Aggression is one of the first responses to frustration that a baby learns. Grabbing, biting, hitting, and pushing are especially common before children develop the verbal skills that allow them to talk in a sophisticated way about what they want and how they feel.
Coping with a Very Aggressive Child
It’s difficult for adults not to attribute malicious motives to children who consistently appear to be trying to drive their parents and teachers to distraction. Often it’s equally difficult for parents not to assume that children are behaving this way because of something the parents have done wrong or have forgotten to do right. Such casting of blame, however, is not only inaccurate but usually useless as well.
The first step in helping an overly aggressive child is to look for patterns in what triggers the assaults, especially if the child is a toddler or preschooler. The aggression may happen only at home or only in public places. It may occur mostly in the afternoon or when the child is frustrated. Also, most of these children go through a predictable sequence of behaviors before they lose control. It’s a bit like watching a car going through a normal acceleration and then suddenly kicking into overdrive.
Once you can determine the most common triggers and can spot the escalating behavior, the simplest thing is to remove the child from that environment before he loses control. Take him away from the sandbox or the playgroup for a minute or two until he regains his composure. As the child develops, he will become less frustrated and, therefore, less aggressive because he has a wider variety of ways to respond to a challenging situation.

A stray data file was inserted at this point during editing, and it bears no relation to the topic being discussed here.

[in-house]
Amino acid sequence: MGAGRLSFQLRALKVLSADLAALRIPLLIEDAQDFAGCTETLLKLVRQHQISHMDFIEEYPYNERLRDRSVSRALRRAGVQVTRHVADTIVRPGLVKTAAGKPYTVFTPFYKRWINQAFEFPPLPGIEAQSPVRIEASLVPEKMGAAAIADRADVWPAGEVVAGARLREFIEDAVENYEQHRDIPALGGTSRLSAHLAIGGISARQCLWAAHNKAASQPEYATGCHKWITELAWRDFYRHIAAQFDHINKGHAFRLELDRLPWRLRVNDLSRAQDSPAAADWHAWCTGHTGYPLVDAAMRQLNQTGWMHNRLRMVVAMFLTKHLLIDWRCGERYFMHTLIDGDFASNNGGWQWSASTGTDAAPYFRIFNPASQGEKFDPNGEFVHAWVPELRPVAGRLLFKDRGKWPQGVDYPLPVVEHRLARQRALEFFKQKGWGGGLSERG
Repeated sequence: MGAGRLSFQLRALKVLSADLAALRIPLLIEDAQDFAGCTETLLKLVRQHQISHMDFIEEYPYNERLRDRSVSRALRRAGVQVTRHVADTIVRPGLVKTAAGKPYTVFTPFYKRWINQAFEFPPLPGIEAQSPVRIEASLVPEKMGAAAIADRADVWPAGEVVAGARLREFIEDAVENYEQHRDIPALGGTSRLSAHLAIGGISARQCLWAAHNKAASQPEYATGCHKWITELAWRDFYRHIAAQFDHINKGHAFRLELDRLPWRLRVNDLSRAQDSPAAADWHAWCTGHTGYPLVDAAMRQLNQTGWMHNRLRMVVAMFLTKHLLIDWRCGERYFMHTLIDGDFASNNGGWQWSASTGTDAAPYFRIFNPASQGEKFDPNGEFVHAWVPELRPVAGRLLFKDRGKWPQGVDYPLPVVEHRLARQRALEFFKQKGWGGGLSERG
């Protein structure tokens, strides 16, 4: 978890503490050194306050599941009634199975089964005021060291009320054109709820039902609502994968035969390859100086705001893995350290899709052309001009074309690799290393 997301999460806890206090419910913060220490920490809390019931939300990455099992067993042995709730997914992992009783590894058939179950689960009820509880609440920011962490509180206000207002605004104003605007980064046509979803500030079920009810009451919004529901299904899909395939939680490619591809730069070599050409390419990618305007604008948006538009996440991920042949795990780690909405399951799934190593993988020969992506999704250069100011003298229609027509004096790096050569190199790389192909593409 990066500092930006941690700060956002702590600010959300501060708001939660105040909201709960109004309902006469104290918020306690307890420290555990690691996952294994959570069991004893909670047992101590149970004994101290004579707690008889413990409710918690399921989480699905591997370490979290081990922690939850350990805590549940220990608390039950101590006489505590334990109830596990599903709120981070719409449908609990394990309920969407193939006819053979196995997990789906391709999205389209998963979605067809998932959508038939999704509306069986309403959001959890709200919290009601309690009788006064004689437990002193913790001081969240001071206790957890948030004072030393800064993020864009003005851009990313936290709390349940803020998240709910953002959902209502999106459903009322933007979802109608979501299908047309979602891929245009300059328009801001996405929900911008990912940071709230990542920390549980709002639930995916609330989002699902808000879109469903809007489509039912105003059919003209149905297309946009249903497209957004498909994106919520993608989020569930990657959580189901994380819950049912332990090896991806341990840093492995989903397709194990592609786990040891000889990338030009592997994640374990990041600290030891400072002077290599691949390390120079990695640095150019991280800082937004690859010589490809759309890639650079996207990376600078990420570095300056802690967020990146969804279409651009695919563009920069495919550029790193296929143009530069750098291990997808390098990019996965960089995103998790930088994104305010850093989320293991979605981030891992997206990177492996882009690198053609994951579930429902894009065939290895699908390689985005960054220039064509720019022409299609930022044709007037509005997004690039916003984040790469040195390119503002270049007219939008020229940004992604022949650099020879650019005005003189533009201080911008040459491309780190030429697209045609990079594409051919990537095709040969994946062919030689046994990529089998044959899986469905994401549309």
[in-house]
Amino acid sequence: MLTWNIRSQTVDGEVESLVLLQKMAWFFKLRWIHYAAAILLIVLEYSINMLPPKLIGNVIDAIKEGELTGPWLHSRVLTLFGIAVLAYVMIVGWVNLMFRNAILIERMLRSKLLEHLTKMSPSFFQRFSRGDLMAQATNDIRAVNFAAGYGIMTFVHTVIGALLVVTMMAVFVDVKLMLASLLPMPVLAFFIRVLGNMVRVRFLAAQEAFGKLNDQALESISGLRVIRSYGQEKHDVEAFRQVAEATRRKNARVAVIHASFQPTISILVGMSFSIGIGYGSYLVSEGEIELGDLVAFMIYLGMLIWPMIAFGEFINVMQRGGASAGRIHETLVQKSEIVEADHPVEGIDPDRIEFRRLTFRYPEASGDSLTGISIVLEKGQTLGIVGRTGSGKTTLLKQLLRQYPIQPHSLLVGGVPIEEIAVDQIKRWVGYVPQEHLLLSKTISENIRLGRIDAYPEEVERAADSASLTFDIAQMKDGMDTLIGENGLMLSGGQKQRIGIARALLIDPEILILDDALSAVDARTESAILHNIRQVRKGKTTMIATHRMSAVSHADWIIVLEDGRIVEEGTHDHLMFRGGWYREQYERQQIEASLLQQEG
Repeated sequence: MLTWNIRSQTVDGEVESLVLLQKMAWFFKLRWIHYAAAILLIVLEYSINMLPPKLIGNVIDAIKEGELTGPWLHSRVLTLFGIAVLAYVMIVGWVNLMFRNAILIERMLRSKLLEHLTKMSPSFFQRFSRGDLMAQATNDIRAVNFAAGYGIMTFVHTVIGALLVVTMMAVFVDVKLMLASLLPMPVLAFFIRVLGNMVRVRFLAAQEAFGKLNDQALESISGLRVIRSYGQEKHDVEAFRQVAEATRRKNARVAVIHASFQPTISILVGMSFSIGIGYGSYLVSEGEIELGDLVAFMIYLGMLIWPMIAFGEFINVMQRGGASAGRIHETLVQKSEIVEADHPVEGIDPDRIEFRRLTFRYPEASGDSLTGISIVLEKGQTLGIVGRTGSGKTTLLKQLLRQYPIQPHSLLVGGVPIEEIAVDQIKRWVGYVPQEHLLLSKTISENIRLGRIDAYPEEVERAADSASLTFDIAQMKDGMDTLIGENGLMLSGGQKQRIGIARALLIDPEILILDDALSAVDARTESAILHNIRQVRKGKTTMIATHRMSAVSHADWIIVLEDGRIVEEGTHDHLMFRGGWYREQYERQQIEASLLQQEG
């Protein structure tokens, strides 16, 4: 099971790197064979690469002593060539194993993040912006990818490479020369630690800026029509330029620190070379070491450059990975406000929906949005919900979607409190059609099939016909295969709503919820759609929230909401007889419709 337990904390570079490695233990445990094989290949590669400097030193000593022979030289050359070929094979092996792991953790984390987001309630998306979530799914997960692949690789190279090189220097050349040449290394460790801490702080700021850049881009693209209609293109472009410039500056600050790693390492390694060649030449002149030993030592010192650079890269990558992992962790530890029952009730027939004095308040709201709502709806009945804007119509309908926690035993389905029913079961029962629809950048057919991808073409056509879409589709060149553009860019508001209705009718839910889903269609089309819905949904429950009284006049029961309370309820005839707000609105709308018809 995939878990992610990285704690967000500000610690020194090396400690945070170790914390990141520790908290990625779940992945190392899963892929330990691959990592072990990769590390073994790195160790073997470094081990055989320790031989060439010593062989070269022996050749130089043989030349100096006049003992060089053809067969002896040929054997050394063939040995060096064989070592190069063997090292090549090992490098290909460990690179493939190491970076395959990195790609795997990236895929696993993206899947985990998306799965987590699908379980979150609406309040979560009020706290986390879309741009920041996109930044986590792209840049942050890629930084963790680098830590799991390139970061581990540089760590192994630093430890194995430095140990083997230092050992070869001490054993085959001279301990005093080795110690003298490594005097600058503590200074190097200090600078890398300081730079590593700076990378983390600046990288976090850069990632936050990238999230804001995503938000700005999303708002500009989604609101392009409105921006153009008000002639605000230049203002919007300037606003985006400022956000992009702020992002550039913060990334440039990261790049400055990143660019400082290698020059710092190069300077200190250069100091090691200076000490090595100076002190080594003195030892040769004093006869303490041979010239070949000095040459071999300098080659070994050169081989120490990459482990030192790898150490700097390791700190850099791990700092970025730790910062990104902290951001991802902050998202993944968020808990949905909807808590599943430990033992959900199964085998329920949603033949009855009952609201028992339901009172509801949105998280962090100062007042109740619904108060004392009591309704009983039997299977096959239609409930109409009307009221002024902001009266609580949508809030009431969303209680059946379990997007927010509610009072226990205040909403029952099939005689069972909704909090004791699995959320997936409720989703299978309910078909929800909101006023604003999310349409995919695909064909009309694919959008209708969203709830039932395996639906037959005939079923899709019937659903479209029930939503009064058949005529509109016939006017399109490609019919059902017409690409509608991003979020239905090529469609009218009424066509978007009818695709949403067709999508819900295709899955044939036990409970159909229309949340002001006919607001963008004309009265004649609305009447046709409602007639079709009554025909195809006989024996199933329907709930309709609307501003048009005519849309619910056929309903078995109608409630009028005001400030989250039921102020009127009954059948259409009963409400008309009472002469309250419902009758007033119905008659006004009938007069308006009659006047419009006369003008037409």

It’s also very useful to provide these aggressive and distractible children with a lot of structure and routine in their daily lives since predictability helps children remain calm and in control. Tempting as it may be at the time, spanking these children for being aggressive often does more harm than good. It is simply modeling the very thing you don’t want children to do. It teaches them that big people hit when they’re angry or upset, and that is precisely the aggressive child’s problem.
For older children and adolescents, teaching new and more appropriate ways of getting what they want can be very helpful. These children often have not learned the skills that their classmates picked up years earlier. As with bullies, formal assertiveness training can be particularly helpful to overly aggressive children since they have difficulty distinguishing between assertiveness and aggression.
It’s also useful to help these children look at life from a slightly different perspective. Psychologists have found that both aggressive children and their parents tend to focus on what’s wrong with a situation rather than what’s right with it. That makes their respective problems all the more frustrating for each of them, since neither pays any attention to the children’s improvement when it occurs.